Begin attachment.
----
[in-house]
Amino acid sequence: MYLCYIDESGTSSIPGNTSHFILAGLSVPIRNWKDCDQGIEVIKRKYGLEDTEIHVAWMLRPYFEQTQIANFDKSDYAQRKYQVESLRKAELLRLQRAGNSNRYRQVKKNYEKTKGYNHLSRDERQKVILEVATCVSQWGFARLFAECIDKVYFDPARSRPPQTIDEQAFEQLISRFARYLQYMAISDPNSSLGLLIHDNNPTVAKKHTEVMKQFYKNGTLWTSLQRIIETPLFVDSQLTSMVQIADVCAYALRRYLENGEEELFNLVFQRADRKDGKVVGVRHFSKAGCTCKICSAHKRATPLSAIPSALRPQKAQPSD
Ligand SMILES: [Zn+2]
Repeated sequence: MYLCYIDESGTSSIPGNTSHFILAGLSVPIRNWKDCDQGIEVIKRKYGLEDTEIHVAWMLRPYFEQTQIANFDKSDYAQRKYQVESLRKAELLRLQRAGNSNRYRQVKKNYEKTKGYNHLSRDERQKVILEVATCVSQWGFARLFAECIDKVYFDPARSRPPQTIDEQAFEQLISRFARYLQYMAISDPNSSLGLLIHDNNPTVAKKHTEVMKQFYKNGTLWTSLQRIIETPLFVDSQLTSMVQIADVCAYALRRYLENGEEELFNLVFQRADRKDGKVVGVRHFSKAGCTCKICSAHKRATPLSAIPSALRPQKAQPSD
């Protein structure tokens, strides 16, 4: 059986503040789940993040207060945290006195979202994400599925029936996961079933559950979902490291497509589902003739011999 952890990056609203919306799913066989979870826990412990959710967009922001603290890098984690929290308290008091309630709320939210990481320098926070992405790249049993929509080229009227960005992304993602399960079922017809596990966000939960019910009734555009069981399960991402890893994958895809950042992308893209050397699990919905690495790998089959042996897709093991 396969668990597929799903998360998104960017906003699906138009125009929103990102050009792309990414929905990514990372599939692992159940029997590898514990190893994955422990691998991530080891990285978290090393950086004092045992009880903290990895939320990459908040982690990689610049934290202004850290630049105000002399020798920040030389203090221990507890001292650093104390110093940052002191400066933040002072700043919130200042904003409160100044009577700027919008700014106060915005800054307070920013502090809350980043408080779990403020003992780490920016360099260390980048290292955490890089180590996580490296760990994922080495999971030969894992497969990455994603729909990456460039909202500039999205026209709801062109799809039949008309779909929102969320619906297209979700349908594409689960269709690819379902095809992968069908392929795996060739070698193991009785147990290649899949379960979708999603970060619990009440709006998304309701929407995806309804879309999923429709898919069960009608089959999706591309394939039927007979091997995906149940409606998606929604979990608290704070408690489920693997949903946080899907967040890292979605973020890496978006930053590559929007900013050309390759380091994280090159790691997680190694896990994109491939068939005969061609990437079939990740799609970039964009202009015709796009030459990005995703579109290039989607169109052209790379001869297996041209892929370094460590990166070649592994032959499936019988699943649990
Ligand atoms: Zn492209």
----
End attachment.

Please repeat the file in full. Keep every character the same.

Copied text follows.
[in-house]
Amino acid sequence: MYLCYIDESGTSSIPGNTSHFILAGLSVPIRNWKDCDQGIEVIKRKYGLEDTEIHVAWMLRPYFEQTQIANFDKSDYAQRKYQVESLRKAELLRLQRAGNSNRYRQVKKNYEKTKGYNHLSRDERQKVILEVATCVSQWGFARLFAECIDKVYFDPARSRPPQTIDEQAFEQLISRFARYLQYMAISDPNSSLGLLIHDNNPTVAKKHTEVMKQFYKNGTLWTSLQRIIETPLFVDSQLTSMVQIADVCAYALRRYLENGEEELFNLVFQRADRKDGKVVGVRHFSKAGCTCKICSAHKRATPLSAIPSALRPQKAQPSD
Ligand SMILES: [Zn+2]
Repeated sequence: MYLCYIDESGTSSIPGNTSHFILAGLSVPIRNWKDCDQGIEVIKRKYGLEDTEIHVAWMLRPYFEQTQIANFDKSDYAQRKYQVESLRKAELLRLQRAGNSNRYRQVKKNYEKTKGYNHLSRDERQKVILEVATCVSQWGFARLFAECIDKVYFDPARSRPPQTIDEQAFEQLISRFARYLQYMAISDPNSSLGLLIHDNNPTVAKKHTEVMKQFYKNGTLWTSLQRIIETPLFVDSQLTSMVQIADVCAYALRRYLENGEEELFNLVFQRADRKDGKVVGVRHFSKAGCTCKICSAHKRATPLSAIPSALRPQKAQPSD
């Protein structure tokens, strides 16, 4: 059986503040789940993040207060945290006195979202994400599925029936996961079933559950979902490291497509589902003739011999 952890990056609203919306799913066989979870826990412990959710967009922001603290890098984690929290308290008091309630709320939210990481320098926070992405790249049993929509080229009227960005992304993602399960079922017809596990966000939960019910009734555009069981399960991402890893994958895809950042992308893209050397699990919905690495790998089959042996897709093991 396969668990597929799903998360998104960017906003699906138009125009929103990102050009792309990414929905990514990372599939692992159940029997590898514990190893994955422990691998991530080891990285978290090393950086004092045992009880903290990895939320990459908040982690990689610049934290202004850290630049105000002399020798920040030389203090221990507890001292650093104390110093940052002191400066933040002072700043919130200042904003409160100044009577700027919008700014106060915005800054307070920013502090809350980043408080779990403020003992780490920016360099260390980048290292955490890089180590996580490296760990994922080495999971030969894992497969990455994603729909990456460039909202500039999205026209709801062109799809039949008309779909929102969320619906297209979700349908594409689960269709690819379902095809992968069908392929795996060739070698193991009785147990290649899949379960979708999603970060619990009440709006998304309701929407995806309804879309999923429709898919069960009608089959999706591309394939039927007979091997995906149940409606998606929604979990608290704070408690489920693997949903946080899907967040890292979605973020890496978006930053590559929007900013050309390759380091994280090159790691997680190694896990994109491939068939005969061609990437079939990740799609970039964009202009015709796009030459990005995703579109290039989607169109052209790379001869297996041209892929370094460590990166070649592994032959499936019988699943649990
Ligand atoms: Zn492209």